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Effect of competition on spatial patterns of oak forests on the Chinese Loess Plateau
- Kang, Di, Deng, Jian, Qin, Xiaowei, Hao, Fei, Guo, Shujuan, Han, Xinhui, Yang, Gaihe
- Journal of Arid Land 2017 v.9 no.1 pp. 122-131
- Betula, Pinus, Quercus, arid lands, dominant species, early development, forests, homogenization, kriging, land degradation, natural regeneration, pioneer species, reforestation, seeds, soil erosion, temporal variation, trees, China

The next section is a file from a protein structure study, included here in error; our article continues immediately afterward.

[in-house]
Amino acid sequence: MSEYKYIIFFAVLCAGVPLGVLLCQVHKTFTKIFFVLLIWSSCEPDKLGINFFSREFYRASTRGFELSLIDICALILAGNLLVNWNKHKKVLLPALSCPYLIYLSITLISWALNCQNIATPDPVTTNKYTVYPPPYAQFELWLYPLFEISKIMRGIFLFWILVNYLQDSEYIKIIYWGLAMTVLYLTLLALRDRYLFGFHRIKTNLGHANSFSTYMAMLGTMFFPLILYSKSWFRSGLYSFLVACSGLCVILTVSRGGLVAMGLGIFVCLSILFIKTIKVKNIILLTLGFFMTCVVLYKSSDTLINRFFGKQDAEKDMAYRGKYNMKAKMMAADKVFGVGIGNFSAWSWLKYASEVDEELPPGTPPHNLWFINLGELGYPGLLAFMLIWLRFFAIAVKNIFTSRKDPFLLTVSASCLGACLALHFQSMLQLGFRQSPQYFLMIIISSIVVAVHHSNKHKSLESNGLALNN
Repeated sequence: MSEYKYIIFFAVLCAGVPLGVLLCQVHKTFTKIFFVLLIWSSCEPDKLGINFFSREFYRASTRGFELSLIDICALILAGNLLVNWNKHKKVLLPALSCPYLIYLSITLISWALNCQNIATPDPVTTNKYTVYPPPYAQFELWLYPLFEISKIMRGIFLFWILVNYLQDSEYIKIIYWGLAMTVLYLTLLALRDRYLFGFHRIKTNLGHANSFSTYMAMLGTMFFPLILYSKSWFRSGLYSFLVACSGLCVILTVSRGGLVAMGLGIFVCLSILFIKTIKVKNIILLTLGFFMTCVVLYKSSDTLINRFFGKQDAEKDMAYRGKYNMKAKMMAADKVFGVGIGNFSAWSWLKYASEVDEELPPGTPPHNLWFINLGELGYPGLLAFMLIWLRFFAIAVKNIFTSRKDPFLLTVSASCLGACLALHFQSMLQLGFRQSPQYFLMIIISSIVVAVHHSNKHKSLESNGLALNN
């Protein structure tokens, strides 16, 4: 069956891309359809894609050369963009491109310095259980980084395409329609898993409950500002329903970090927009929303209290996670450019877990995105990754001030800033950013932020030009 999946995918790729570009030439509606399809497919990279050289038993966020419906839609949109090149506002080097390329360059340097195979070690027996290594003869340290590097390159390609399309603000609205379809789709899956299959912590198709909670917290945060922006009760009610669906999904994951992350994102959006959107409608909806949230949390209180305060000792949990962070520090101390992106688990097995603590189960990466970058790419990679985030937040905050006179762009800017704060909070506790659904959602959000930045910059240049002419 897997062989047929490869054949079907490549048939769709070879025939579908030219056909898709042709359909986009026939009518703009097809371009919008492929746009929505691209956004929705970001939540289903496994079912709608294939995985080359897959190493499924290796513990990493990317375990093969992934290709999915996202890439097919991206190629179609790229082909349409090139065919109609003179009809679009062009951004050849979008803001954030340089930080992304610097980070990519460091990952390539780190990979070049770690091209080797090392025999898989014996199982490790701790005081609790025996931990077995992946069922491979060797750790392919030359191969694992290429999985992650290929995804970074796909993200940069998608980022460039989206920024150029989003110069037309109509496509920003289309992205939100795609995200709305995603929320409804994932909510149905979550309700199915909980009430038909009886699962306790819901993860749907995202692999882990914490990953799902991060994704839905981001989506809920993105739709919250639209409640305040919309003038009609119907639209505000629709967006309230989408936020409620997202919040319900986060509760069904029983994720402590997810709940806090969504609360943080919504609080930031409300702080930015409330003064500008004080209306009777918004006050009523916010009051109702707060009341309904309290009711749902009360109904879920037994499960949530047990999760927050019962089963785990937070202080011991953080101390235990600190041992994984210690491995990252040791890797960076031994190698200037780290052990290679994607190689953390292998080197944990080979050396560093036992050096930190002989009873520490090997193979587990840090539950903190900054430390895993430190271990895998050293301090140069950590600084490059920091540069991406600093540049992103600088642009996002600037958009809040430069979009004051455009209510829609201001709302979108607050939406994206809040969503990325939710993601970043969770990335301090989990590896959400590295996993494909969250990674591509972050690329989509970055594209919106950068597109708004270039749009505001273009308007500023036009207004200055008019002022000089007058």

- Reforestation or natural forest regeneration is an alternative measure for controlling soil erosion in degraded land on the Chinese Loess Plateau (CLP). However, our understanding of the temporal dynamics and the spatial patterns of forest regeneration remains inadequate. Two oak forests at different development stages were investigated to determine the spatial patterns of competitions (intraspecies and interspecies) during different successional stages. The intraspecies and interspecies spatial relationships among different tree diameters at breast height were analyzed at multiple scales by Kriging interpolation method and univariate and bivariate O-ring statistics. Our analytical results indicated that self-correlation and competition intensity were relatively high between oak and pine trees in the early development stage of oak forests due to their clumped distributions of heavy seeds. Birch trees had a lower competition in comparison to oak trees although birch was the dominant species. Therefore, asymmetric competition of oak trees was most likely to have led to their edge dispersal and their success in replacing the pioneer species. Asymmetric competition means that larger individuals obtained a disproportionately large share of the resources and suppressed the growth of smaller individuals. Kriging interpolation analysis showed a tendency towards homogenization caused by interspecies competition during the succession of oak forests. Our results demonstrated that the competition was the driving factor in the spatial distribution of oak forests on the CLP.